Repetitive Behaviors


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My dad was diagnosed two years ago with Alzheimer’s disease. A year ago I gave up my career, relocated, and took a lower paying job to move back in with my dad and help him through this disease. My main objective is to keep my dad safe, comfortable and at home as long as we can.

My soon to be 85 year old father has recently become obsessive. Approximately two months ago, he began rubbing and picking at his forearm and elbow. This turned into picking at his skin until it became raw, open and infected. I have treated with Bacitracin and covered the wounds with sterile pads and tape. Having gone through miles of tape, he finds a way to pick at the tape and removes the sterile pad to pick at the wound. Obviously, my fear is an ulcerated wound and/or staph infection. We have been to his physician twice to monitor the wounds.

While I believe I have found a tape with good staying power, my dad continues to pick at the gauze and tape until he has it removed. For two weeks now, my dad is up at between 1:00 a.m. – 2:30 a.m. searching the medicine cabinet for something for his wounds. When I get up and discover he has bloody hands and fingernails, I use the antiseptic wash on his wounds and get my ‘big girl tape’ out to redress the wounds.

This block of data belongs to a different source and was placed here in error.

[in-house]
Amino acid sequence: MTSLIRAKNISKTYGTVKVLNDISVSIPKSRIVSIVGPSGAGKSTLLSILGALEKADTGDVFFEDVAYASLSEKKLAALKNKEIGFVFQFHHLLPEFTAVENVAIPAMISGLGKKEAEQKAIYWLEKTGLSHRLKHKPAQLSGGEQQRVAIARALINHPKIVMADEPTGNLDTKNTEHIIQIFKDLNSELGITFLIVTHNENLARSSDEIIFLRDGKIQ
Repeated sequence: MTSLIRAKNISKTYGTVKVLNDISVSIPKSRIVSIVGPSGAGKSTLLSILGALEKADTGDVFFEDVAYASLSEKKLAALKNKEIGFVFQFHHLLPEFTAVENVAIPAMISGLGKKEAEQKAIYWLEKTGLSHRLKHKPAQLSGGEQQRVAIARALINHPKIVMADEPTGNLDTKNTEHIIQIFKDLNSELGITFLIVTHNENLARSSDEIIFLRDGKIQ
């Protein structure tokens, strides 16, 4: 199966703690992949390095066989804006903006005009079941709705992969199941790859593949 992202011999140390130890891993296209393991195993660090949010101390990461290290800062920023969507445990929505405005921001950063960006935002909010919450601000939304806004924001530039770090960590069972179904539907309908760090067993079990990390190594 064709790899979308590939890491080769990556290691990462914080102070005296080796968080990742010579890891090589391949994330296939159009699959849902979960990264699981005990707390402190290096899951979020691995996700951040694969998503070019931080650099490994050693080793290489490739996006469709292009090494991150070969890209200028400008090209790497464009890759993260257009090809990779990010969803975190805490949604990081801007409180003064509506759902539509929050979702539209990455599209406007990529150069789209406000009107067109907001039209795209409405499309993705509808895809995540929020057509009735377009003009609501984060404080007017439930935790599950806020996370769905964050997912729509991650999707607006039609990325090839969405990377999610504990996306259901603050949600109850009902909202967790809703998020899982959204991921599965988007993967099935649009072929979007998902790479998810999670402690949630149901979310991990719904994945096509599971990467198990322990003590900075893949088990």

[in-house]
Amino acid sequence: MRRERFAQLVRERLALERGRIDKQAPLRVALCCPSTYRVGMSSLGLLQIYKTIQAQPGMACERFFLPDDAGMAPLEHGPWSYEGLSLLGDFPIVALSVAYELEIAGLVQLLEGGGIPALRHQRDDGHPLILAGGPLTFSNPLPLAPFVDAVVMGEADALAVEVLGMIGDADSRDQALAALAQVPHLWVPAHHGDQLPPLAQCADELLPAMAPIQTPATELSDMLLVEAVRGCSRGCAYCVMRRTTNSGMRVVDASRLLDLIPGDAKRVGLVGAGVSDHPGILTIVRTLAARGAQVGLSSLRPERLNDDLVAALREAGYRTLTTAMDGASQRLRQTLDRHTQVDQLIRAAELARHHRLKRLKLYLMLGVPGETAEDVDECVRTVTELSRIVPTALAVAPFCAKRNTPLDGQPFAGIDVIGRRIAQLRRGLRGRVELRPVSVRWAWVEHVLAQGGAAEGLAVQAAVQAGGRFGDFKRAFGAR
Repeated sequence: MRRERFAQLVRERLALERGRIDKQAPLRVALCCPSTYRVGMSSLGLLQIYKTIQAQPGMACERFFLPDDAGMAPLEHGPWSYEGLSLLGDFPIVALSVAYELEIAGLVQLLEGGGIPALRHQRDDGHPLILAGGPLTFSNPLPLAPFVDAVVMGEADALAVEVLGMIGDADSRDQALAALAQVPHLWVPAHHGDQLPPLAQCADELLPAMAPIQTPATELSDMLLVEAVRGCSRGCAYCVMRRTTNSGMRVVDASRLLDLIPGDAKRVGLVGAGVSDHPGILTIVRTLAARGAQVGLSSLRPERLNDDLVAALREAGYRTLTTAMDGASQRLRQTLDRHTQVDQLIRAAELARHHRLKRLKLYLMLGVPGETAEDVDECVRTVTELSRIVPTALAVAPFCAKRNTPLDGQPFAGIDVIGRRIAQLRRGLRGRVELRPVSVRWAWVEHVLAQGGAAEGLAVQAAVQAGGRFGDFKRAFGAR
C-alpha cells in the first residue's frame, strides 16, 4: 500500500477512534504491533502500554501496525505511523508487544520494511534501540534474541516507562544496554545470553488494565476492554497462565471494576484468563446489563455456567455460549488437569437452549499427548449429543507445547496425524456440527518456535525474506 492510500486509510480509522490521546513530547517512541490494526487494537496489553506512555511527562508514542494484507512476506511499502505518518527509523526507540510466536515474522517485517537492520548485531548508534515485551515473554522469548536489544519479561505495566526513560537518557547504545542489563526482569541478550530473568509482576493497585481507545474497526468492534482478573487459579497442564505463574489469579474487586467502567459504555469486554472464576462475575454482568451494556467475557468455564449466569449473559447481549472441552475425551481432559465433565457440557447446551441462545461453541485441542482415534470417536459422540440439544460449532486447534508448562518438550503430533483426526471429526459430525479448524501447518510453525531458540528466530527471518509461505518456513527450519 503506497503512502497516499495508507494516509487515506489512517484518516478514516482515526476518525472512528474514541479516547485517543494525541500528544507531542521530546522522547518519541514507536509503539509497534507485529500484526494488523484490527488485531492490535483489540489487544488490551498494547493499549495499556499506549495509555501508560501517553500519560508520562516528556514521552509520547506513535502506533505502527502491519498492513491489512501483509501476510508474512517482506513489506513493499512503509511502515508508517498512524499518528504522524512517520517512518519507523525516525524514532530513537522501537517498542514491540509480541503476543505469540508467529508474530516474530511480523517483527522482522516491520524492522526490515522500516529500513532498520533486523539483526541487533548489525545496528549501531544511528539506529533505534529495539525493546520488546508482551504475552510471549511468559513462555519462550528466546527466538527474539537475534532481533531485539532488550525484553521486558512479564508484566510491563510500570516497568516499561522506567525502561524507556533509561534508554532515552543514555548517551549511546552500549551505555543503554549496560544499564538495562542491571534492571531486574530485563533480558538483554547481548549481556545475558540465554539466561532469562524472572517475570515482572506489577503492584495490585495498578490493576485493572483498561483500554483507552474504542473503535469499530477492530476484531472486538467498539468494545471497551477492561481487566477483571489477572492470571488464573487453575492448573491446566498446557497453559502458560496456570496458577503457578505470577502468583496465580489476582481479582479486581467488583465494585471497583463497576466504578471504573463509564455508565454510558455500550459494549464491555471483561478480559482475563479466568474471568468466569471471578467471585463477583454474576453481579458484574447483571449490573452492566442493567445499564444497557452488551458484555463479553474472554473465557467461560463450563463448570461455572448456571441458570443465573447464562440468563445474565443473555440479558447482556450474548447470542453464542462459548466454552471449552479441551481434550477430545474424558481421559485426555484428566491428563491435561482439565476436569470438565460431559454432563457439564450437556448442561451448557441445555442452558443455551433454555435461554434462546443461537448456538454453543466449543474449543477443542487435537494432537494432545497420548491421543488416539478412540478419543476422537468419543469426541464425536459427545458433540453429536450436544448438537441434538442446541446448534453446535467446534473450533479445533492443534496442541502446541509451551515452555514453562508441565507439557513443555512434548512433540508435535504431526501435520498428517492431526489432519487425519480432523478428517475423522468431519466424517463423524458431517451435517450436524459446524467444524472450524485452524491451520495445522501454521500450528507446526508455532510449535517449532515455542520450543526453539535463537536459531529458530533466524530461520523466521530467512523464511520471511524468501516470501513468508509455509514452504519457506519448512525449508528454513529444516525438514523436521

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He insists the gauze ‘falls off.’ I know better than to argue with dad. The disease prevents him from understanding he has pulled the gauze off himself. Given we both have a good sense of humor, I ask if the Leprechauns visit him at night!!

Last November I had a private meeting with my dad’s neurologist. He has put my dad on 25 mg of Seroquel to help with some of the anxiety my dad feels.

I have provided rosary beads (Roman Catholic), worry beads, and other similar items to help with the fidgeting. None of these items have been of use to ease whatever stress my dad may be feeling.

Do you have any suggestions to help me to help my dad?  Thank you!

–Margaret, New York


You offer a very insightful story about compulsive or repetitive behaviors among those with Alzheimer’s disease.

Compulsive or repetitive behaviors are quite common in the later stages of Alzheimer’s disease. Studies suggest that progressive damage to a combination of several parts of the brain (the frontal lobe, caudate nucleus, and globus pallidus) may account for repetitive behaviors. Repetitive or agitated behaviors may be a sign that your loved one is depressed, anxious, stressed, or in pain and does not know how to express it in words. Repetitive behaviors may be a way for the person to find comfort, familiarity and a sense of control. If they are harmless, they can often be ignored. But if they are harmful, as in your father’s case, there are some strategies you can try to decrease or prevent the behaviors.

Drug therapy: